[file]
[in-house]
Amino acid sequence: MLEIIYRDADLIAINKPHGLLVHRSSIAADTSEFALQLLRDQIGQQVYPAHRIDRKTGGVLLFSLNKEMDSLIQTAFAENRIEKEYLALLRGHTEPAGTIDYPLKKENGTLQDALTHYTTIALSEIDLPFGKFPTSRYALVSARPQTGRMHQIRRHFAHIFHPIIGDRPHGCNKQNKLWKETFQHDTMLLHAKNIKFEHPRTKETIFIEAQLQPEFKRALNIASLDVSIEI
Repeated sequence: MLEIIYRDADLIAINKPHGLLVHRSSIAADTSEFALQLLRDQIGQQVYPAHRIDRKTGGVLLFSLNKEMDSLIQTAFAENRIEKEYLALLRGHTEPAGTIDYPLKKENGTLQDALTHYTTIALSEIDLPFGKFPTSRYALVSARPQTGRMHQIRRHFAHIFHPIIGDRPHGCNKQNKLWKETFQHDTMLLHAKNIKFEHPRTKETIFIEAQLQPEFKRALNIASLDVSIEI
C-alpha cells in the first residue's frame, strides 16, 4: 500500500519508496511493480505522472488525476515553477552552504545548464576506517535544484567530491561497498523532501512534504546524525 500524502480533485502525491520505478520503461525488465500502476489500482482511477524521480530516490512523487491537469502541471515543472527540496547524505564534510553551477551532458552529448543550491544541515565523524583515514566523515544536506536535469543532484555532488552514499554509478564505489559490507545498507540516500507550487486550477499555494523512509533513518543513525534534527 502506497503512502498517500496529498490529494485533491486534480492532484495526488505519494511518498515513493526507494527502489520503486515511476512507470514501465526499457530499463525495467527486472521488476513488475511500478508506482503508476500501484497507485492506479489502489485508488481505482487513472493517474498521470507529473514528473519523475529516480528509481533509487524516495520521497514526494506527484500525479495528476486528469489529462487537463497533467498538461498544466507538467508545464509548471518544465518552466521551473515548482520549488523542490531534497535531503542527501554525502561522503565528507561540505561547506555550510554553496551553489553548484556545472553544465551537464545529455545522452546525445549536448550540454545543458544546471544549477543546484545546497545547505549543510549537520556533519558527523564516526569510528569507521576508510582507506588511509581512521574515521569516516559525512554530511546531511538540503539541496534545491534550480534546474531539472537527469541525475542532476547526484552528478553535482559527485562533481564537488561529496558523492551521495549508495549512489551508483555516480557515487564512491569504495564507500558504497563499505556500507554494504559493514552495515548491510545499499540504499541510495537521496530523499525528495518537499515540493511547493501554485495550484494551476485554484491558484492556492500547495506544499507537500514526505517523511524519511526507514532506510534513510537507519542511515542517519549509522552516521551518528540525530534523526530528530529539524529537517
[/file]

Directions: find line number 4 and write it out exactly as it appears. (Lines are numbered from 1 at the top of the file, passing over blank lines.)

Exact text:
C-alpha cells in the first residue's frame, strides 16, 4: 500500500519508496511493480505522472488525476515553477552552504545548464576506517535544484567530491561497498523532501512534504546524525 500524502480533485502525491520505478520503461525488465500502476489500482482511477524521480530516490512523487491537469502541471515543472527540496547524505564534510553551477551532458552529448543550491544541515565523524583515514566523515544536506536535469543532484555532488552514499554509478564505489559490507545498507540516500507550487486550477499555494523512509533513518543513525534534527 502506497503512502498517500496529498490529494485533491486534480492532484495526488505519494511518498515513493526507494527502489520503486515511476512507470514501465526499457530499463525495467527486472521488476513488475511500478508506482503508476500501484497507485492506479489502489485508488481505482487513472493517474498521470507529473514528473519523475529516480528509481533509487524516495520521497514526494506527484500525479495528476486528469489529462487537463497533467498538461498544466507538467508545464509548471518544465518552466521551473515548482520549488523542490531534497535531503542527501554525502561522503565528507561540505561547506555550510554553496551553489553548484556545472553544465551537464545529455545522452546525445549536448550540454545543458544546471544549477543546484545546497545547505549543510549537520556533519558527523564516526569510528569507521576508510582507506588511509581512521574515521569516516559525512554530511546531511538540503539541496534545491534550480534546474531539472537527469541525475542532476547526484552528478553535482559527485562533481564537488561529496558523492551521495549508495549512489551508483555516480557515487564512491569504495564507500558504497563499505556500507554494504559493514552495515548491510545499499540504499541510495537521496530523499525528495518537499515540493511547493501554485495550484494551476485554484491558484492556492500547495506544499507537500514526505517523511524519511526507514532506510534513510537507519542511515542517519549509522552516521551518528540525530534523526530528530529539524529537517